Beyond education, making a concerted effort to support minority business leaders can go a long way toward reducing inequality in the workplace, says Hunter. “[Mountain BizWorks] very much focuses on where the pools of minorities are who are looking to start a business, and what resources we have that they can connect to, to help them grow that business.”
While she acknowledges that inequity is a reality in the current workforce, Hunter believes that a change in the way we approach how we look at these issues as a community can have long-term positive effects. “When equity is about access to excellence, equity will rise. When it stops becoming a gender thing or a race thing, and we’re just giving people access to excellence, and that becomes the equalizer, so many of the dynamics shift.”
Working toward the future
While women still face obstacles in attaining that access to excellence in many regards, business leaders and organizations around Asheville believe that the city and surrounding area are the perfect place to effect change in the system.
“You look at some of the women entrepreneurs around here — I feel like this environment is pretty open,” says Webb. “There’s a lot of capable, powerful, thoughtful, lovely women who are not just business owners, but are leaders in this community.”
For her part, Wilber says established leaders should do more to make time to reach out to young women professionals. “Offer to speak at educational forums, volunteer or work with your own business to implement an on-the-job internship program,” she advises, adding that younger women must be encouraged to stay true to their dreams and take a leap of faith when the situation calls for it. “We all learn lessons along the way, [and] should you fall on your face, I always say, ‘Well at least your are headed in the right direction. Pick yourself up and keep going.’”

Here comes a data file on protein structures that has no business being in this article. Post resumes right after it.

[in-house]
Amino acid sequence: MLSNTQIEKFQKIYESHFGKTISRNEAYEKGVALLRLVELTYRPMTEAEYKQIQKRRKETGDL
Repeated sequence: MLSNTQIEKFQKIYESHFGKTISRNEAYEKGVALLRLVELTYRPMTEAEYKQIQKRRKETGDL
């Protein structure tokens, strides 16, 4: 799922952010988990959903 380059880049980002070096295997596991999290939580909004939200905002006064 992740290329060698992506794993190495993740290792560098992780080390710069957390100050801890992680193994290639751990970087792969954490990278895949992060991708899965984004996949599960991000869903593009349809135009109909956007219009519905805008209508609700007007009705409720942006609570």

Anderson believes that residents should explore the reasons behind wage and employment inequality, and recognize the fact that it affects more than just women.
“Women being underpaid really has ripple effects that go all the way up to the national scale — it not only impacts the family, but is much broader,” she says. “I think once we accept that, things like paid family leave, paid sick days, schedule predictability, more aggressive pay transparency and more affordable quality child care will follow.”
“Success is different for everybody,” Banks notes. “What does that mean for women, and especially women who may take a few years off to be with their children and then come back into the workplace? Having resources available to them to stay up to speed in their field, and businesses being more flexible and recognizing that there’s different needs for women than men, is important.”
In that sense, Asheville can serve as a model to the rest of the state and country, says Hunter. “I know firsthand that it’s possible, it’s happening, and the opportunities are increasing whether you’re a woman or not,” she says. “All things are not equal, but if you just want it, and you’re willing to look for the resources and ask for help and get in there and do it, this is the region for that.”